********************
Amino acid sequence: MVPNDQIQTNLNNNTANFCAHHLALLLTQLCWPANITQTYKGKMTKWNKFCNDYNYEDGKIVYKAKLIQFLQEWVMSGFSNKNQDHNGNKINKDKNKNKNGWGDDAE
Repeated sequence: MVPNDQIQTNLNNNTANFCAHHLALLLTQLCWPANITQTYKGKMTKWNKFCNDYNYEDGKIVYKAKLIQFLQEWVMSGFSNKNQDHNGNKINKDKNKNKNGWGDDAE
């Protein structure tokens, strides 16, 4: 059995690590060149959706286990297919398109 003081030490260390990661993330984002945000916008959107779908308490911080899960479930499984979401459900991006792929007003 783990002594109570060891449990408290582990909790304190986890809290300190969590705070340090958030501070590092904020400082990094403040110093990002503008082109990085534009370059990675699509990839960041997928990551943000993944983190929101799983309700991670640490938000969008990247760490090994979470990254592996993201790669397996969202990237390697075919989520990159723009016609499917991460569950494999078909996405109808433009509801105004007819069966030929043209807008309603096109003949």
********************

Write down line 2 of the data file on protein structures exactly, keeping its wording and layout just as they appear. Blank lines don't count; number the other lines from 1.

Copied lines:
Repeated sequence: MVPNDQIQTNLNNNTANFCAHHLALLLTQLCWPANITQTYKGKMTKWNKFCNDYNYEDGKIVYKAKLIQFLQEWVMSGFSNKNQDHNGNKINKDKNKNKNGWGDDAE